Queen Elizabeth II: Starmer pays tribute to 'remarkable' monarch
We use your sign-up to provide content in ways you’ve consented to and to improve our understanding of you. This may include adverts from us and 3rd parties based on our understanding. You can unsubscribe at any time. More info
Sir Keir Starmer was left awkwardly flicking through the funeral order of service in Westminster Abbey this morning as other political leaders appeared to ignore him. The SNP’s Ian Blackford and Liberal Democrat Sir Ed Davey were engaged deep in conversation sat next to him.
The Labour leader appeared uncomfortable with no one to talk to as he waited for all other guests at the funeral to take their seats in the Abbey.
He was pictured sat looking unsure of what to do as those around him made small talk before he eventually picked up his paper service paper and started looking through it.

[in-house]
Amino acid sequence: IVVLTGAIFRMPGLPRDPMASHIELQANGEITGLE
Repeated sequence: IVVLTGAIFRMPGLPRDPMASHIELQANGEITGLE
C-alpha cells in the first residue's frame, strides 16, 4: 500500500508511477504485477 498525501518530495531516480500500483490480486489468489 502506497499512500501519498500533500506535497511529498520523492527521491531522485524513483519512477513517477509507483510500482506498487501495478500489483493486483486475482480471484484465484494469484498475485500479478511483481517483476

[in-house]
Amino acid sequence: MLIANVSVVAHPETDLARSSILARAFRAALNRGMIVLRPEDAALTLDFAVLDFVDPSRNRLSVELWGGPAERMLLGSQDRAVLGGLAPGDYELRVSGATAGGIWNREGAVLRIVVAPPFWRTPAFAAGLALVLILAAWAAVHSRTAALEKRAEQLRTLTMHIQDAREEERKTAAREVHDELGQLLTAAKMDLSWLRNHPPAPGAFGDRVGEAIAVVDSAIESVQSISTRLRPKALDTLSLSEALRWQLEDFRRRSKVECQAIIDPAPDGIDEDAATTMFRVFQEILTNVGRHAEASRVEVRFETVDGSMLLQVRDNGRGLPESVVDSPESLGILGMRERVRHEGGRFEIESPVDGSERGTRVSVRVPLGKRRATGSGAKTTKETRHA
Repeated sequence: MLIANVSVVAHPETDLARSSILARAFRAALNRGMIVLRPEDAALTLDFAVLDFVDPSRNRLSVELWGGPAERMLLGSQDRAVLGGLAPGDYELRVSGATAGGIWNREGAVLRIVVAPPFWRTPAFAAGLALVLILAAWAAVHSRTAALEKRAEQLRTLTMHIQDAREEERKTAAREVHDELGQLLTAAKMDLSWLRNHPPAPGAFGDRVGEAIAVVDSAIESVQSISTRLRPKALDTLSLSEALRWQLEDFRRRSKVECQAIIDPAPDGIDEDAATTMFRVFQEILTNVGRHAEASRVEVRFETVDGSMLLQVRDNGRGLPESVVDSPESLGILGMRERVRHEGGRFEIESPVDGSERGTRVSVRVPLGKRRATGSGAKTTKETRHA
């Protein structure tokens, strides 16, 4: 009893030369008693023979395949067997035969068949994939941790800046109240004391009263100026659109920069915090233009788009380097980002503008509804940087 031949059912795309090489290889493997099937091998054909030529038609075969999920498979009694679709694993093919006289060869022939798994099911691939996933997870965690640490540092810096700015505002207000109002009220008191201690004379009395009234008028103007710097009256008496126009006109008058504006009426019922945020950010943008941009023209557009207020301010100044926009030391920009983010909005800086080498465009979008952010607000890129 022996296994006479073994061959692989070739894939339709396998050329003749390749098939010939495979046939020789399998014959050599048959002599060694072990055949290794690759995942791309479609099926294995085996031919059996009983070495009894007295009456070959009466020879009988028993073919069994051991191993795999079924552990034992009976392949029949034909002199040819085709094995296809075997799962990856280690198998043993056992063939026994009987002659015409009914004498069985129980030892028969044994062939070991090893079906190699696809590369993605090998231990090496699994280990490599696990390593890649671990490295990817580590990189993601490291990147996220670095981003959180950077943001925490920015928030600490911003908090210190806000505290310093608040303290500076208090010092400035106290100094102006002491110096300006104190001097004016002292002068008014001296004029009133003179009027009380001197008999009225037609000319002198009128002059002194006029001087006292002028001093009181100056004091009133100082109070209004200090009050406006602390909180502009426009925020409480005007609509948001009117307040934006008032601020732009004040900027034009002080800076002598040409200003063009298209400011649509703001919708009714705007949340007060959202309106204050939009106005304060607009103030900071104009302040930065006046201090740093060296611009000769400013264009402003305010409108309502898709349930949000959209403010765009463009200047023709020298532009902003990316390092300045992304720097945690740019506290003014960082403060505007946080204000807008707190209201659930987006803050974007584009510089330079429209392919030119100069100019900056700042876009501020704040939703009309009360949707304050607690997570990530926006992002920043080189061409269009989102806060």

More than 2,000 people gathered to say their final goodbyes to the Queen in Westminster Abbey this morning.
Senior UK politicians including Prime Minister Liz Truss and former prime ministers Boris Johnson, David Cameron and Theresa May were among those to take their seats in the historic building.
Sir Keir paid a poignant tribute to Britain’s “greatest monarch” shortly after her death.
He said her loss “robs this country of its stillest point, its greatest comfort, at precisely the time we need those things most”.
Sir Keir added: “She did not simply reign over us, she lived alongside us.”
The St Pancras and Holborn MP’s acknowledgement of Queen Elizabeth II’s service came after a change in his stance on the monarchy.
Last year a video from 2005 emerged of Sir Keir talking about how he “often used to propose the abolition of the monarchy”.
Sources close to the Labour leader have since insisted he supports the role of the Royal Family in the UK constitution.
Sir Keir has also criticised those who support abolishing the monarchy for protesting during the official mourning period.
He said last week it was important republicans show “respect” to those mourning the Queen and that they do not “ruin” their opportunity to say a private “thank you”.
More to follow…
Source: Read Full Article